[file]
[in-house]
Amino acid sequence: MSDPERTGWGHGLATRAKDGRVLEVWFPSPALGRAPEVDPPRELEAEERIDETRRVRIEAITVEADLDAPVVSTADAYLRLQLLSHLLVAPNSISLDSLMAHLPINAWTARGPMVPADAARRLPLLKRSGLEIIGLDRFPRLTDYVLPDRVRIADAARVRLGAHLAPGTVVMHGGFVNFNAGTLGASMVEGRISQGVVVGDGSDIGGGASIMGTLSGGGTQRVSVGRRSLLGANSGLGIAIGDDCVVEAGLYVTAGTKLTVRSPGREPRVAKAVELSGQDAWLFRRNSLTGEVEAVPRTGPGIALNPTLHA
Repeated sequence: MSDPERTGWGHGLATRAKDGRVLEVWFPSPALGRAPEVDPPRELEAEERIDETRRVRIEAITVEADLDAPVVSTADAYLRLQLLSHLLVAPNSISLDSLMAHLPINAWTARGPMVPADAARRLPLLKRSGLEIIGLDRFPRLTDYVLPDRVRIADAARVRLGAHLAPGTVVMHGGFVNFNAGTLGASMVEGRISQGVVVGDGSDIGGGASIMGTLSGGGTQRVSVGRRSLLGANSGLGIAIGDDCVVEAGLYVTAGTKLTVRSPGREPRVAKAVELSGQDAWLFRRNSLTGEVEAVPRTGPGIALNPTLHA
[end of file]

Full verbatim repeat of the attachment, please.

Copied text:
[in-house]
Amino acid sequence: MSDPERTGWGHGLATRAKDGRVLEVWFPSPALGRAPEVDPPRELEAEERIDETRRVRIEAITVEADLDAPVVSTADAYLRLQLLSHLLVAPNSISLDSLMAHLPINAWTARGPMVPADAARRLPLLKRSGLEIIGLDRFPRLTDYVLPDRVRIADAARVRLGAHLAPGTVVMHGGFVNFNAGTLGASMVEGRISQGVVVGDGSDIGGGASIMGTLSGGGTQRVSVGRRSLLGANSGLGIAIGDDCVVEAGLYVTAGTKLTVRSPGREPRVAKAVELSGQDAWLFRRNSLTGEVEAVPRTGPGIALNPTLHA
Repeated sequence: MSDPERTGWGHGLATRAKDGRVLEVWFPSPALGRAPEVDPPRELEAEERIDETRRVRIEAITVEADLDAPVVSTADAYLRLQLLSHLLVAPNSISLDSLMAHLPINAWTARGPMVPADAARRLPLLKRSGLEIIGLDRFPRLTDYVLPDRVRIADAARVRLGAHLAPGTVVMHGGFVNFNAGTLGASMVEGRISQGVVVGDGSDIGGGASIMGTLSGGGTQRVSVGRRSLLGANSGLGIAIGDDCVVEAGLYVTAGTKLTVRSPGREPRVAKAVELSGQDAWLFRRNSLTGEVEAVPRTGPGIALNPTLHA